The National Violence Surveillance Network, in collaboration with the University of Cardiff Centre for Research into Violence, follows the evolution of violent incidents based on data provided by emergency services, minor wounds units and other emergency healthcare services. For the research carried out in 2014, a sample of 117 centres was used in different parts of England and Wales. Most of these centres had previously been certified as network collaborators. In any case, it had to be guaranteed that the centres involved completely abided by the norms applicable to the protection of personal data.
Once people with a wound got to the healthcare centres, they were asked what the causes were. If they said they had been an object of violence, a separate report was opened to record the time, the date and location where the incident took place, as well as information about methods used and the aggressors. No personal data was introduced.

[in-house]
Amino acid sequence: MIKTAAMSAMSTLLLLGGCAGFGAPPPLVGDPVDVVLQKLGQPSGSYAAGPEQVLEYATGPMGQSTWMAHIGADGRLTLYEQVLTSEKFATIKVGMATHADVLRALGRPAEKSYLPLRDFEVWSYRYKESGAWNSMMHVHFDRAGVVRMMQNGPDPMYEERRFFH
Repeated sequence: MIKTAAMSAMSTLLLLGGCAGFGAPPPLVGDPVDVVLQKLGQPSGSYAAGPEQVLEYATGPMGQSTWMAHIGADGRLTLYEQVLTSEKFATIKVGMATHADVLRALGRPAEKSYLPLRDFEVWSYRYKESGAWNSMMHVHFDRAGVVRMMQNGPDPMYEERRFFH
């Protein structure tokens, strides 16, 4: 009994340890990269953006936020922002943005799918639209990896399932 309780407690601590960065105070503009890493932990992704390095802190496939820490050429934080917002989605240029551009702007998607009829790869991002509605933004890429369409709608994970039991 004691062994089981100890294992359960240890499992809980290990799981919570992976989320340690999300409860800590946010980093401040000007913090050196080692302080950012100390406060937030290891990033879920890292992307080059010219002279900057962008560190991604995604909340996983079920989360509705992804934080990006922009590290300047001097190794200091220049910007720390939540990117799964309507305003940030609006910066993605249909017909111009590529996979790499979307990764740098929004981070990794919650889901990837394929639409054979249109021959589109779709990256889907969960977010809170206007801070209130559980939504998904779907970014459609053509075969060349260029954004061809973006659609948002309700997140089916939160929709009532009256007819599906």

In accordance with the study, in 2014, an estimated 211,514 people were attended in healthcare centres in England and Wales due to violent incidents. This figure amounts to an estimated drop of 22,995 people compared with the previous year (nearly 10%) and 101,519 fewer than in 2010. Indeed, violent incidents recorded in healthcare centres have a seen permanent decline (except 2008) since 2001. The most affected group was, as usual, men between 18 and 30. Acts of violence usually took place on Saturday and Sunday, and during the months of May and July.
This data coincides with that of the British Crime Victimisation Survey, which, from October 2013 to September 2014, detected an 11% drop in violent crime. On the other hand, police statistics over this period reflect an increase of 16% in violent crime (40 of the 43 police agencies show a rise). This discrepancy in data has generated a debate about the causes, which would appear to suggest a change in police criteria when recording this type of incidents.
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